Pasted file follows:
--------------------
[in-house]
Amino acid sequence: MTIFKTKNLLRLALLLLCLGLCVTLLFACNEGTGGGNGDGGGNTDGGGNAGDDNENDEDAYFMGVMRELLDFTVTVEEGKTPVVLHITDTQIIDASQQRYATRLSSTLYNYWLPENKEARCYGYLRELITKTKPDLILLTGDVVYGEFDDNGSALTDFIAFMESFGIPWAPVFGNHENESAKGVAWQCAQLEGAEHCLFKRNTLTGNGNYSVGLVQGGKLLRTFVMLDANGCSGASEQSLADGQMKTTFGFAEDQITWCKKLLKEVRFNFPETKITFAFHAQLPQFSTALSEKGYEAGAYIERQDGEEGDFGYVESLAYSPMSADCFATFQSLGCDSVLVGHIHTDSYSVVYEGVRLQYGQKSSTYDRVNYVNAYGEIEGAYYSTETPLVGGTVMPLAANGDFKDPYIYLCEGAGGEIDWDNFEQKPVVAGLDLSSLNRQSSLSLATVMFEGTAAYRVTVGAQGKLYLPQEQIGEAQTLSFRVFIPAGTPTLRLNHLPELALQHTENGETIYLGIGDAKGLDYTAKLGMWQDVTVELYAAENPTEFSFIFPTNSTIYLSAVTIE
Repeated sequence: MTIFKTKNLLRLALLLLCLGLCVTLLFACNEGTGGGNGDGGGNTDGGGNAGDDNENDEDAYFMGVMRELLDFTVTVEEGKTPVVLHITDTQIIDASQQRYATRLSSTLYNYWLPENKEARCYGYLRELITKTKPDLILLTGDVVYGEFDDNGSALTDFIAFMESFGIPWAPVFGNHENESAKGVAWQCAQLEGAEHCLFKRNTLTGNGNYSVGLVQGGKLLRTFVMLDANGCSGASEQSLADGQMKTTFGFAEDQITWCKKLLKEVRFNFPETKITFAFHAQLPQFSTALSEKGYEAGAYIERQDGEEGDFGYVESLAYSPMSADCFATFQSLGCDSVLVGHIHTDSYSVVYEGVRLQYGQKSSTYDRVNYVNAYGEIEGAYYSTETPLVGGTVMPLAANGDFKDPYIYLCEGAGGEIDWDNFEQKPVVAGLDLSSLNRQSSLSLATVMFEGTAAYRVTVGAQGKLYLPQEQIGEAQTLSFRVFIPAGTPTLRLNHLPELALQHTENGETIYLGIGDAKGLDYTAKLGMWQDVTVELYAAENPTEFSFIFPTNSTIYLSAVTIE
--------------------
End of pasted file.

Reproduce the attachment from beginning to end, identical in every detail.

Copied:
[in-house]
Amino acid sequence: MTIFKTKNLLRLALLLLCLGLCVTLLFACNEGTGGGNGDGGGNTDGGGNAGDDNENDEDAYFMGVMRELLDFTVTVEEGKTPVVLHITDTQIIDASQQRYATRLSSTLYNYWLPENKEARCYGYLRELITKTKPDLILLTGDVVYGEFDDNGSALTDFIAFMESFGIPWAPVFGNHENESAKGVAWQCAQLEGAEHCLFKRNTLTGNGNYSVGLVQGGKLLRTFVMLDANGCSGASEQSLADGQMKTTFGFAEDQITWCKKLLKEVRFNFPETKITFAFHAQLPQFSTALSEKGYEAGAYIERQDGEEGDFGYVESLAYSPMSADCFATFQSLGCDSVLVGHIHTDSYSVVYEGVRLQYGQKSSTYDRVNYVNAYGEIEGAYYSTETPLVGGTVMPLAANGDFKDPYIYLCEGAGGEIDWDNFEQKPVVAGLDLSSLNRQSSLSLATVMFEGTAAYRVTVGAQGKLYLPQEQIGEAQTLSFRVFIPAGTPTLRLNHLPELALQHTENGETIYLGIGDAKGLDYTAKLGMWQDVTVELYAAENPTEFSFIFPTNSTIYLSAVTIE
Repeated sequence: MTIFKTKNLLRLALLLLCLGLCVTLLFACNEGTGGGNGDGGGNTDGGGNAGDDNENDEDAYFMGVMRELLDFTVTVEEGKTPVVLHITDTQIIDASQQRYATRLSSTLYNYWLPENKEARCYGYLRELITKTKPDLILLTGDVVYGEFDDNGSALTDFIAFMESFGIPWAPVFGNHENESAKGVAWQCAQLEGAEHCLFKRNTLTGNGNYSVGLVQGGKLLRTFVMLDANGCSGASEQSLADGQMKTTFGFAEDQITWCKKLLKEVRFNFPETKITFAFHAQLPQFSTALSEKGYEAGAYIERQDGEEGDFGYVESLAYSPMSADCFATFQSLGCDSVLVGHIHTDSYSVVYEGVRLQYGQKSSTYDRVNYVNAYGEIEGAYYSTETPLVGGTVMPLAANGDFKDPYIYLCEGAGGEIDWDNFEQKPVVAGLDLSSLNRQSSLSLATVMFEGTAAYRVTVGAQGKLYLPQEQIGEAQTLSFRVFIPAGTPTLRLNHLPELALQHTENGETIYLGIGDAKGLDYTAKLGMWQDVTVELYAAENPTEFSFIFPTNSTIYLSAVTIE